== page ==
I have a very dear friend whose husband was abandoned by his father as a child. Throughout his life, his father would drift in and out bringing his drama and baggage with him. The father wasn’t a pleasant person and it would have been very easy, even completely justified, for my friend’s husband to cut his father out of his life.
Instead, the man chose to shower his father with kindness. When the man was old and dying, my friend was impressed by the remarkable tenderness that her husband showed his father, who certainly had done nothing to deserve it and would never be able to repay.
When others noticed the man’s behavior toward his father they were often shocked, even confused at the grace and mercy he was able to show and would sometimes ask him why he did it. The man simply shrugged and said, “He’s my dad. The Bible tells me to honor my father.”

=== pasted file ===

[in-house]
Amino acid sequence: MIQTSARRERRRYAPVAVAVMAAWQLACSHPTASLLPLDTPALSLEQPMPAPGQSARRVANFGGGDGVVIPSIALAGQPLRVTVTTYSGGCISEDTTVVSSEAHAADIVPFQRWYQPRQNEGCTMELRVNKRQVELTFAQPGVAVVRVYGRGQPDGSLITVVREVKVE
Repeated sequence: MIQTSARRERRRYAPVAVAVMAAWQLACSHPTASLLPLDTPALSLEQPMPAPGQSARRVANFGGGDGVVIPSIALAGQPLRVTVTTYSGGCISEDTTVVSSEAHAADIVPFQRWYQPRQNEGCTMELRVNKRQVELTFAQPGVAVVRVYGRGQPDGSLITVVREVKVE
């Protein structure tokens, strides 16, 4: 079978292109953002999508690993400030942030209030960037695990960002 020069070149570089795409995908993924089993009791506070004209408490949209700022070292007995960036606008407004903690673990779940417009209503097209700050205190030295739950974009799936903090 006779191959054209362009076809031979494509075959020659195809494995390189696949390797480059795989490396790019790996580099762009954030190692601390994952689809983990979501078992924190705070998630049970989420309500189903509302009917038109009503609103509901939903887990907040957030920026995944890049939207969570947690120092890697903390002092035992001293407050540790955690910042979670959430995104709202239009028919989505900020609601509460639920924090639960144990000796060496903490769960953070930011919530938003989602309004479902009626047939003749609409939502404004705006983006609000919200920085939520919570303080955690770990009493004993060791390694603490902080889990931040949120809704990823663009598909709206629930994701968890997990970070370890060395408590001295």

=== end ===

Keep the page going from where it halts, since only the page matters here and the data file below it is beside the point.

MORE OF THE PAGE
That kind of love is impossible to manufacture, it has to spring from our love for God and His love for us.
Something similar is recorded in the book of Second Samuel. After fifteen long years of running for his life, multiple assassination attempts, barely scraping together basic food and shelter in order to survive, David learned that his nemesis, King Saul, had died in battle.
We might expect that David would feel great relief, even rejoice over the fact that this man who had done him so much harm was dead. That’s not what David did. David mourned.
I don’t know why exactly David mourned for Saul, the Bible doesn’t specifically say. But I wonder if what David was mourning was what might have been for Saul. Perhaps David was able to feel pity for the great fall from grace.
Saul had taken everything from David; his family, his wife, his freedom. Like my friend’s husband, he had every right to be bitter, but that bitterness would have shackled him forever. Both of these great men chose a better path. They chose to forgive and show grace to the men who had wronged them and when they did, they were truly free.